Northern Marine launched another model from its custom 130-foot series of motoryachts, this one called Magic. She’s a Ward Setzer-designed, full-displacement fiberglass build with the touches one would expect in a yacht of this type: marble-tile foyer at the main deck level, separate owner’s office and his-and-her facilities in the master stateroom. Northern Marine, (360) 299-8400; [email protected];

Oceanfast also splashed Perfect Prescription, a 177-footer. She has a relatively shallow draft for a yacht her size-9 feet-and a cruising speed just over 17 knots. The Tim Heywood interior (Heywood also designed the exterior) includes birds-eye maple and madroña-burl tiles throughout. Oceanfast, (011) 61 894 949 999; [email protected];


From the Proteksan Shipyard in Turkey, look for Cameleon B. The trawler-style yacht has a 139-foot LOA. Twin 2,285 hp 12V396 TE94 MTU engines power her to a speed of 12 knots, which allows for a range of 2,500 miles. Styled by Paolo Caliari, she’s MCA compliant and ABS-classed. Ten guests can be accommodated in her five guest cabins. Proteksan Shipyard, (011) 90 216 395 831 2; [email protected];

In addition to Felicità west, Perini Navi launched …Is A Rose. The fourth in a series of 164-foot ketches, she’s the first designed with a flush foredeck, which results in an impressive amount of deck space. She can accommodate eight to 10 guests in her five-stateroom layout. Perini Navi, (401) 683-5600; (011) 39 058 442 41; [email protected];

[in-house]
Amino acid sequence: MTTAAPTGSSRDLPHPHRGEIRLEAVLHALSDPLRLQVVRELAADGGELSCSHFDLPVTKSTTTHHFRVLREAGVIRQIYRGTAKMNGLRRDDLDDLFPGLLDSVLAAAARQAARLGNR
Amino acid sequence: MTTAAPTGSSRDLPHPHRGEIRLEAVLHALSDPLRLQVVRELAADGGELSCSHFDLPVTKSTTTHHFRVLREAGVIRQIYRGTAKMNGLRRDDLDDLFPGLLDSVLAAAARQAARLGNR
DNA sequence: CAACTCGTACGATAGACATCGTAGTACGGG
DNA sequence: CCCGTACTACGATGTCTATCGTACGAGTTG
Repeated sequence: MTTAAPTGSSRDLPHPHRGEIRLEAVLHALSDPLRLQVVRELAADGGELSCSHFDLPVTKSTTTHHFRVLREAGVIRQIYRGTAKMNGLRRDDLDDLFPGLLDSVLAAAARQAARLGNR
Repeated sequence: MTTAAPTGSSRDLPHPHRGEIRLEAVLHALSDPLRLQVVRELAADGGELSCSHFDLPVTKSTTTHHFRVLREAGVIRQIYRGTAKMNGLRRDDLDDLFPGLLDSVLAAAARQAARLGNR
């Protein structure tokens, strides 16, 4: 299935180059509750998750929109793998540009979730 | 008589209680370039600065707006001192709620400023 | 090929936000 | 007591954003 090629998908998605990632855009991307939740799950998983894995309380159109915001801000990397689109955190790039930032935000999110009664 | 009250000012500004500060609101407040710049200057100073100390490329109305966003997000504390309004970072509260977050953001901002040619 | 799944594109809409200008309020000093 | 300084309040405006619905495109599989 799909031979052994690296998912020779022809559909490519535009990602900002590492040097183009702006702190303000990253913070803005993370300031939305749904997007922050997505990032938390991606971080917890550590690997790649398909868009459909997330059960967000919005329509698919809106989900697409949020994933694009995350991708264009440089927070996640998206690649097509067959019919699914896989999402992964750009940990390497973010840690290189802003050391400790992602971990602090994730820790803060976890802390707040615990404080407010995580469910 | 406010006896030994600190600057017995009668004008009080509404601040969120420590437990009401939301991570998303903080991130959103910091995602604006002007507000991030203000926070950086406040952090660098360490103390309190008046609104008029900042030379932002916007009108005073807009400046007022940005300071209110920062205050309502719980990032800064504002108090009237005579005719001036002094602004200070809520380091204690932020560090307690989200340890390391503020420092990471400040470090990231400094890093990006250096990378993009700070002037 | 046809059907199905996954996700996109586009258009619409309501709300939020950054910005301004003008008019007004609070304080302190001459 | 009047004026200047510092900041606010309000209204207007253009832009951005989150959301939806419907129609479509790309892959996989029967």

Royal Denship completed Ranger, a 136-footer. She’s a replica of the Ranger that won the America’s Cup in 1937. Interior design was handled by Glade Johnson. She’s being delivered to an American owner. A Royal Denship 137 Classic also launched in August. Francois Zuretti was the interior designer for this five-stateroom yacht. The main-deck master spans the full 26-foot, 7-inch beam. Royal Denship, (011) 45 861 173 53; [email protected];


Trinity Yachts launched the 142-foot Burna last summer. Burna, which was built to ABS and MCA classifications, has an aluminum hull and superstructure. During sea trials, she hit a top speed of 21 knots with 2,250 hp 3512 Caterpillar engines. There are a couple more yachts to keep an eye out for, though: the trideck Mia Elise, an aluminum 150-footer, and the 142-foot Chevy Toy. Trinity Yachts, (504) 283-4050; [email protected];

Vitters Shipyard is set to launch a 140-foot Dubois-designed sailing yacht. She’s a sistership to previous Vitters launches African Queen and Whirlaway. The 140 is slightly different, though, as she’s equipped with a cutter rig. Vitters Shipyard, (011) 31 383 867 145; [email protected];

After years of building sailing yachts, Wally Yachts launched a motoryacht, the Wally Power 118. She was developed by Wally’s in-house naval architects and designers and built at the Intermarine yard in La Spezia, Italy. Three gas turbine engines and two Detroit diesels contribute to a maximum horsepower of 16,800. Wally expects the 118 to achieve a top speed of 70 knots. Wally Yachts, (011) 377 93 1000 93; [email protected];

For more information on any of these boats, contact: (866) 922-4877;